- I tried the council and water company - very very prompt reply (within 30 mins!) but they don't hold detailed plans. - I've spoken to neighbours on all sides. No one else is having problems. I'm guessing that this means they aren't shared but this is no guarantee! - manhole nextdoor is a long way from my house and has been replaced approx 6 years ago so they know it isn't used by us. - worked out the raised bed is not actually raised. I think it is the old level and the rest of the driveway has been dug out easier to drive up. - soil pipe is clay -soil vent pipe is cast iron. - I can't see where the sink, toilet and bathroom waste link up. I've only go access to two 6" (ish) square drains. I can't even see the soil pipe outside the house. - grey bit on the right hand side of the picture is a side road (houses about 1960s). - main road runs left to right at the bottom of the picture. - judging by the water co plan there is a sewer running down the middle of the main road and a smaller one running down the centre of the side road. - logically I would expect we are using the sewer in the main road??
My plan as it stands is...... Tonight I bought some caustic soda* and put a healthy amount into both of the accessible drains. I don't think this will work but for the money it's worth a go. If this hasn't worked by the morning, I'm going to sneak out of work a couple hours early and have an exploratory dig in the 'raised' area. If that fails, I'll then have to start taking up the 6m * 6m decking to see if there is a manhole under there. Eck. If that fails, I go to the pub and contemplate (and use their bathroom!!)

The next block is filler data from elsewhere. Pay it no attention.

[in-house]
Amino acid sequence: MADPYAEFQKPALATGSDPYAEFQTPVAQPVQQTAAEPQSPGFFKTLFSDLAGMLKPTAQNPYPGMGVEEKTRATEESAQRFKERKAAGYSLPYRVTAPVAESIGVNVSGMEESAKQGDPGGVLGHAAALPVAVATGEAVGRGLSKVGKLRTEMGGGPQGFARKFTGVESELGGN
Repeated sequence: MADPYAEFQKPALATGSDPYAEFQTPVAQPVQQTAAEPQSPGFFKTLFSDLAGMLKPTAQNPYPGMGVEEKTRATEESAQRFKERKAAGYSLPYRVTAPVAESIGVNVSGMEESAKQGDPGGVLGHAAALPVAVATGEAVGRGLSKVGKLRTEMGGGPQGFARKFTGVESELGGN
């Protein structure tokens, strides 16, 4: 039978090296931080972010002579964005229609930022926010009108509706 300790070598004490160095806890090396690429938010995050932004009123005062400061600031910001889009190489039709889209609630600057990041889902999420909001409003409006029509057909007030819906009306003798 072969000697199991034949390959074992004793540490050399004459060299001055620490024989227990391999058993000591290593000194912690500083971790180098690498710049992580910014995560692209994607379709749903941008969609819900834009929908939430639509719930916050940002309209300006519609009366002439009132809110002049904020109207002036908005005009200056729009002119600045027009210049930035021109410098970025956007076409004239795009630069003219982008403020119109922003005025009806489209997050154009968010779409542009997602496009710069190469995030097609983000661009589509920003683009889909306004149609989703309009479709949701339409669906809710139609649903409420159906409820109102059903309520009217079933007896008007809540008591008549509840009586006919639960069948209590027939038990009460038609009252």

Thanks for all tyour suggestions!
* Not called caustic soda anymore apparently. Few to choose from but picked one with the most health warnings.
Reply to
beamer
On Tue, 11 Dec 2007 14:54:57 -0800 (PST) someone who may be beamer wrote this:-
The original drain may well have been under or near the drive.
You didn't mention that before:-) If it is at the back of the house it probably covers what you are looking for.
Reply to
David Hansen
At least they can't tell you it's *not* a shared drain then.
Indeed. If you're at the end of the run, you'll probably get the symptoms first.
Bugger it. I'd get the water board out. They've got the gear to flush it from the road if necessary. If they can't find the access, then you know it isn't in an obvious place.
Reply to
Stuart Noble
Yes, logically, I would expect to see the manhole somewhere near to where all those gullies and soil pipe are and all of them discharging into it. If there is decking there ir does sound as if it may be under it. Who the hell put the decking down?
Reply to
Maris
I saw one that was a children's sand pit, so you knew where the manhole was but would have to lift 50kgs or so to get to it
Reply to
Stuart Noble
On Dec 12, 4:58 pm, Stuart Noble wrote:
Hi All,